If you wrap the ribs in heavy foil, what good does adding more wood chunks for smoke do? Smoke doesn't go through heavy foil, does it?
Look up the 3-2-1 method, it's super fool proof. I like to smoke with apple wood and then for the last hour I switch to mesquite, remove any water from the smoker, and lightly baste the ribs with a 'whisky' style bbq sauce. Blamo!
I love the applewood its what I have on my property to use, start with charcol and use wood the rest of the way using indirect smoker and heat 200-225 for 4-6 hours depending on wind and outside temps. I never marinate or use sauce during the smoke process I havent tried the spritzing never had the need to?? Sounds good though might have to try it.
Ive never found the need to brine ribs additionally as they already come in a saline solution within the packaging. Also I disagree with the every 15 minutes rule. I prefer 30 for the simple fact that I don't like fluctuations in temperature. I think if you left the ribs alone (except for the 30 minutes) you will be better off. Another thing I like doing is applying a homemade sauce the last 45 minutes, and perhaps another coat at the last 20 minutes or so. It gives a nice lacquer finish to the ribs, but that is just my idiosyncrasy. I do agree with the low and slow. I prefer 180-200 degrees for about 6-8 hours. Then absolutely let it rest before cutting it up.
Correction: I would brine if buying fresh ribs from a local farmer. Most of the stuff people buy is from the supermarket, and most of the time, they are packed in a saline solution. I have never bought fresh local ribs, but I cant imagine there would be a significant taste difference after 6+ hours in the smoker. Maybe I'm wrong?
I would only buy fresh ribs, as in not in a saline solution. What is the point?
hmmmm....listen to you or to the bbq expert/champion.....can't seem to decide.....hmmmmmm
Best Comment, you made my day!!!
Lots of champions don't brine. Many use Texas-Crutch method and get great ribs. I personally only use brine for meat with very little fat like turkey or shrimp. Ribs done low and slow don't need it.
The Texas Crutch is used to get through the stall on larger cuts of meat like brisket and pork shoulder/butt. Using it on ribs would cook them too fast and leave out too much smoke flavor in my opinion.
If you use the crutch on ribs, it's only for about 30-45 minutes near the end. Any longer than that and your ribs are mushy.
Being a BBQ champion doesn't mean a whole lot honestly. There are so many different competitions and the judging is all subjective so even the same annual competitions will favor different things from event to event and year to year. If you drive more than an hour on any major interstate in the south you are gauranteed to see billboards for atleast two or more BBQ restaurants claiming some title or other. And if you were to try them out it'd be a toss up whether or not you thought they were worth ever eating at again.
That said my prefered method is a dry rub similiar to that listed in the article, I use Meathheads Memphis Dust recipe, applied 24 hours prior to the smoking. Then smoked for 4 to 5 hours or so in a water barrel smoker with adding hickory chips through the bottom door every 15 minutes or so, although the smoke is less important the further into the smoking you are. Most of the smoke/meat interaction happens early in the process. When there is 30 minutes left on the timer I'll open it up and put a glazing of Sweet Baby Rays sauce on them and let them finish. Mopping and spritzing in my experience are wasted effort and while wrapping in foil, the Texas Crutch, can have good results it's just not worth the effort in my opinion.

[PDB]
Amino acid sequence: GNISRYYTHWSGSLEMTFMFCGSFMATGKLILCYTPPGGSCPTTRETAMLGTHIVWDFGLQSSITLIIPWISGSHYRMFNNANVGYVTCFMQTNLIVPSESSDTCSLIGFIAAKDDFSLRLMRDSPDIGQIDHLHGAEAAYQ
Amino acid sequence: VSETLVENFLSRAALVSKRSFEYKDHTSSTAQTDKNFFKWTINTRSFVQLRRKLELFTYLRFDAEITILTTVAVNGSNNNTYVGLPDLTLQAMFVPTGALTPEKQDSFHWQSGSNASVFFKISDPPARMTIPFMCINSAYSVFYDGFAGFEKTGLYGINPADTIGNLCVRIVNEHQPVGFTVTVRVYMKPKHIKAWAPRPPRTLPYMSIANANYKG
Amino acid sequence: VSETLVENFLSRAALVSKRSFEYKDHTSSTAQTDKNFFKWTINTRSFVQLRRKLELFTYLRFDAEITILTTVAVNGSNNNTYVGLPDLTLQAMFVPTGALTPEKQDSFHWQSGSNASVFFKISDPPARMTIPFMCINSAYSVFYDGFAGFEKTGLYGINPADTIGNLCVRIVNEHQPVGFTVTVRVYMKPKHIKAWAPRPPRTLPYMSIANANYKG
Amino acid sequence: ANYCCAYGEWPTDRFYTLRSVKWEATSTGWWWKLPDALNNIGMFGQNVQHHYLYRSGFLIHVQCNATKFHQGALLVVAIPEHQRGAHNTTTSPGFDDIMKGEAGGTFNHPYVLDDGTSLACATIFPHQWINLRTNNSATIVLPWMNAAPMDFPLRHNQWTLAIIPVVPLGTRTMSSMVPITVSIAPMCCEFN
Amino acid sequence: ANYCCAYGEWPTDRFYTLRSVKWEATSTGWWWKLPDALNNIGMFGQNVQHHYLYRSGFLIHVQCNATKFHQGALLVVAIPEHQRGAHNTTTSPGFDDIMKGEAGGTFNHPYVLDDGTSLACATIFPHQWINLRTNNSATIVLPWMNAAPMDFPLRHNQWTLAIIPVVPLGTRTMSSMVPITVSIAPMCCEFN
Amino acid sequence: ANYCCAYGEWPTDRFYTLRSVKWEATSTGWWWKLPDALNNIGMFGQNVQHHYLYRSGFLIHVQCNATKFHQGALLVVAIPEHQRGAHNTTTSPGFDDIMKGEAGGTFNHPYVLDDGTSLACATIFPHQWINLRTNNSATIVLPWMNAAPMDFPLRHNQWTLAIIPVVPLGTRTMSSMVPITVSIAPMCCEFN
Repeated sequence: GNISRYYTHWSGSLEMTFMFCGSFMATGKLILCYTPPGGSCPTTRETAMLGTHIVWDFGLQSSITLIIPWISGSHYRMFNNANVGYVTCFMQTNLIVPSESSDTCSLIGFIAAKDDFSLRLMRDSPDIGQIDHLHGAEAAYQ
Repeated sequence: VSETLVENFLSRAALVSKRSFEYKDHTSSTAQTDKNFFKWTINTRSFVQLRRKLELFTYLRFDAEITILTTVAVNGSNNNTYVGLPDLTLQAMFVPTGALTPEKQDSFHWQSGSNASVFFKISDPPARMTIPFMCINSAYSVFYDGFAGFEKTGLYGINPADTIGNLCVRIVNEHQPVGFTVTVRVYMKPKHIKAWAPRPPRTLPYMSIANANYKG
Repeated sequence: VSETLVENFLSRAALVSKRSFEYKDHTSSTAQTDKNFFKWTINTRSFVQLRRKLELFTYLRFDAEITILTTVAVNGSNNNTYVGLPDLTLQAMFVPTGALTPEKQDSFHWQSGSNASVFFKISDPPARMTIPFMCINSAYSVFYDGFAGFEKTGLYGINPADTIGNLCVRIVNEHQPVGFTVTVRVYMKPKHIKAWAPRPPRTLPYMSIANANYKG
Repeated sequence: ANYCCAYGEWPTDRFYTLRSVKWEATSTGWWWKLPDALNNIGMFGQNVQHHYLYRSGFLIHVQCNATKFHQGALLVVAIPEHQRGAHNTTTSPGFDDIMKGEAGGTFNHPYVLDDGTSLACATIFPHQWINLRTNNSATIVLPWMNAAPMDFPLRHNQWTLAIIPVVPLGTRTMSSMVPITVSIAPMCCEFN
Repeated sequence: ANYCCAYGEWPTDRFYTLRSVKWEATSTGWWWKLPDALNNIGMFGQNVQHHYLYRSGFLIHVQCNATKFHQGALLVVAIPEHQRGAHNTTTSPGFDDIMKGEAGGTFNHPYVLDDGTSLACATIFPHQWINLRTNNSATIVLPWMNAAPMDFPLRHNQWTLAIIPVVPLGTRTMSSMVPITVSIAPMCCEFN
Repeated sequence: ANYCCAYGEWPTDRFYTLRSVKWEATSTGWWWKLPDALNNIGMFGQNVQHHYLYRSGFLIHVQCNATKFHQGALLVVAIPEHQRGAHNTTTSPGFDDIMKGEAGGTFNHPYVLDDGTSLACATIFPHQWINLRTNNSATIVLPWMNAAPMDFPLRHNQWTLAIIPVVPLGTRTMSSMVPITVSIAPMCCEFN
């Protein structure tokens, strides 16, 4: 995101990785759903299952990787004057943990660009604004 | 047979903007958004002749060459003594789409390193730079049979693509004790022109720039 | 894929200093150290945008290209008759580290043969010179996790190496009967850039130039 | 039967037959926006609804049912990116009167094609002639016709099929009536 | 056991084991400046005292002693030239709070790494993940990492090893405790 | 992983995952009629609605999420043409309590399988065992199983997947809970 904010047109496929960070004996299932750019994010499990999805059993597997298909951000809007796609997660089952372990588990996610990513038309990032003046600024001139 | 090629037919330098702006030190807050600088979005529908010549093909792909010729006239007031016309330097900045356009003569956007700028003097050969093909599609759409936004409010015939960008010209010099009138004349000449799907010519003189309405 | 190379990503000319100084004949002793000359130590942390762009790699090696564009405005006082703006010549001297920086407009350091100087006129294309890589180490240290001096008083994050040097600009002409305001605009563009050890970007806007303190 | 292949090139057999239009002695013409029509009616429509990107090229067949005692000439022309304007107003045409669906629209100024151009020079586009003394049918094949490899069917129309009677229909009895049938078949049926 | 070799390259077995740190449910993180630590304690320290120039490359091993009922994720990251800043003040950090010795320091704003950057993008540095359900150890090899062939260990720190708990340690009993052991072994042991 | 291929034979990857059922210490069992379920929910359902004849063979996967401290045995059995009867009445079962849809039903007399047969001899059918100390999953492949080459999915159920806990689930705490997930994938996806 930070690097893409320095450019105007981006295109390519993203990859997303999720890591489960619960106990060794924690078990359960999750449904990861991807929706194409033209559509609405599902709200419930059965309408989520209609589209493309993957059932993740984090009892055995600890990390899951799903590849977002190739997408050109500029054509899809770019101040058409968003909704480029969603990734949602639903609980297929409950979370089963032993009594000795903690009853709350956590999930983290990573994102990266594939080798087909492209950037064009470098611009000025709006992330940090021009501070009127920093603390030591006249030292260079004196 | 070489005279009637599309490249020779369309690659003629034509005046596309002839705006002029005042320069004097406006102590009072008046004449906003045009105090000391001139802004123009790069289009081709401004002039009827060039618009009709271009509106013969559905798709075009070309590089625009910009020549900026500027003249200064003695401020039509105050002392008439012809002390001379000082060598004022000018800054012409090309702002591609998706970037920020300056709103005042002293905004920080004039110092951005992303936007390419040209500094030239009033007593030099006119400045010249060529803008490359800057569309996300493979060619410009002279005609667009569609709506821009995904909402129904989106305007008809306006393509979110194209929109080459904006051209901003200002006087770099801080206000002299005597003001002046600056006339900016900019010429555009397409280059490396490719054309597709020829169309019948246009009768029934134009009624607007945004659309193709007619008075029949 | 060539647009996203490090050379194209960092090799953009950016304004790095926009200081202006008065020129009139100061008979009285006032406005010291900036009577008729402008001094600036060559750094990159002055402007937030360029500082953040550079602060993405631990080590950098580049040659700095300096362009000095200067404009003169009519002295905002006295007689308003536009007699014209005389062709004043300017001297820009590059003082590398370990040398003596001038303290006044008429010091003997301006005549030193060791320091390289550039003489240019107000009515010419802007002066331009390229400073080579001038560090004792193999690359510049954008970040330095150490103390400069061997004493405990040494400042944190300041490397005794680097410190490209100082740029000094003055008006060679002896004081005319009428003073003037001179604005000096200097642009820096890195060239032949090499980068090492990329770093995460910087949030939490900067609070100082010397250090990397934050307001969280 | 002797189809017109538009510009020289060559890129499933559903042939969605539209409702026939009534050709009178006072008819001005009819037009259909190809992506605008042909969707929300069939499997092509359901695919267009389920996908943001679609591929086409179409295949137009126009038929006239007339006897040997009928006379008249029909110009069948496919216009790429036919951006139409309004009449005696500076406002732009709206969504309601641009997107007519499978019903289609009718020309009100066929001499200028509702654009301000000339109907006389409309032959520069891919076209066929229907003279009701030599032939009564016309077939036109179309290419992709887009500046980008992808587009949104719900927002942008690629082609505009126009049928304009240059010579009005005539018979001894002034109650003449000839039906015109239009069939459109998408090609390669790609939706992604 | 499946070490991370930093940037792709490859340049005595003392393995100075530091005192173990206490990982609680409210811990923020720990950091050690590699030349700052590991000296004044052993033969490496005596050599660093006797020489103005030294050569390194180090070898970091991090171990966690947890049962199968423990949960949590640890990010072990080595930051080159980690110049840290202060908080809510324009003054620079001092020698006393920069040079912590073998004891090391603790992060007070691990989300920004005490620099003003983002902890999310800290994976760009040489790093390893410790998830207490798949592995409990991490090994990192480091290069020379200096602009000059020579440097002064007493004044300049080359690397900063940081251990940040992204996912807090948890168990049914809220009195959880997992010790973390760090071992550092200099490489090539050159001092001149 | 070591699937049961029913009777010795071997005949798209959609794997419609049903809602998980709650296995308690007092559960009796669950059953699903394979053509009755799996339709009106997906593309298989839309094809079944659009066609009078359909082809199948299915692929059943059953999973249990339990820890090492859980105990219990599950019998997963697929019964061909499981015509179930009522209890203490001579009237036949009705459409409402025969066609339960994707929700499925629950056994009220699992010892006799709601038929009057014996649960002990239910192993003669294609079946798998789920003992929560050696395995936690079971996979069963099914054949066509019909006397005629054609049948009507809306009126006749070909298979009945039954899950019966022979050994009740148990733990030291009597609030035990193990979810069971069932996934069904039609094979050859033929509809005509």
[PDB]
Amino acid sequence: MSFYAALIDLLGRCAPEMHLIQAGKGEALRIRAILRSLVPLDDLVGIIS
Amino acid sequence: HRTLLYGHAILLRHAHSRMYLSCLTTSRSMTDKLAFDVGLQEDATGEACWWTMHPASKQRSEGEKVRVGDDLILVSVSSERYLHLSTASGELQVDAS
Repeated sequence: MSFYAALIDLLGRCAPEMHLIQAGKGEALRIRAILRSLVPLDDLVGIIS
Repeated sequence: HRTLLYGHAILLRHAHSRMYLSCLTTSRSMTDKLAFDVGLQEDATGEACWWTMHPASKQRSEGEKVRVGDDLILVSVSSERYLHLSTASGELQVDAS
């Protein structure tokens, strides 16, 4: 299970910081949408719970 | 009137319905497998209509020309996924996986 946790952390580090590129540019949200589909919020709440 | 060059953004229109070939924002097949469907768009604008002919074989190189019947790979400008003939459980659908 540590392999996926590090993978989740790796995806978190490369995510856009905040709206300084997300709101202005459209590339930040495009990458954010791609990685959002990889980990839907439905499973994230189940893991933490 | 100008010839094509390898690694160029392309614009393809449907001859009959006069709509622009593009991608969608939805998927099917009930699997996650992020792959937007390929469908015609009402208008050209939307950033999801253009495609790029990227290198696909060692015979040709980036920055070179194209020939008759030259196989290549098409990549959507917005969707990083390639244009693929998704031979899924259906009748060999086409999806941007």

@whoray I agree with you. I have a Weber smoker and a temp control unit. Meathead's Mephis Dust is the only thing I use these days for pork. My wood preference is apple mixed with a little hickory. I also agree with you about the Texas Crutch. You really don't need it unless you are in competition, which most of us are not.
I met your sister, Slutay.
Nice article but it left out one of the most important details: The type of wood to use in your smoker! I prefer to use a blend of hickory AND oak when I smoke pork ribs. Everybody will have their own preference – don't be afraid to experiment.
Also, do not use too much wood during the 4-6 hour smoke time, the meat will end up tasting bitter – again, experiment and learn. It takes a little work to get good ribs but when you finally get it right, you'll never go to your local bbq shack again.
if you go by words of wisdom, sensory perceptions are mere illusions. Yet all the elusively artificial sauces make their way without much work into our foods. I wonder what evolutionary justification is there behind differences in taste buds from the wild and humans.
Hickory leaves bitter notes. I prefer pecan or apple wood.
Pecan is hickory. I grew up in South Ga trust me its hickory.
Pecan is related, but is more mild than hickory. Bitterness though comes from too much smoke. This can be regulated by air flow, ammount of wood, or duration of seasoning of wood.
People please don't leave the salt or sugar out of the marinade(brine) or it does NOT work. If you change the ratio in anyway, you might as well not use it at all.
Also, don't EVER boil ribs and always cook low and slow. You can also cook pork shoulders and butts the same way. If you cook the shoulder or butt, then you need to use a thermometer (I cook to 195 degrees) to get it right. Cooking by time is a recipe for disaster and disappointment...trust me.
I agree with you about the slow and low, but if I want dessert, then I'll use the sugar. Okay, I'll agree that my tastebuds aren't authentic, but I really dislike sicky sweet meat. I've recently discovered a mustard based Carolina BBQ that has minimal sugar in it. I gave it a try and I'm ready to repeat! I like hickory chips in my charcoal grill, and want to experiment with other woods.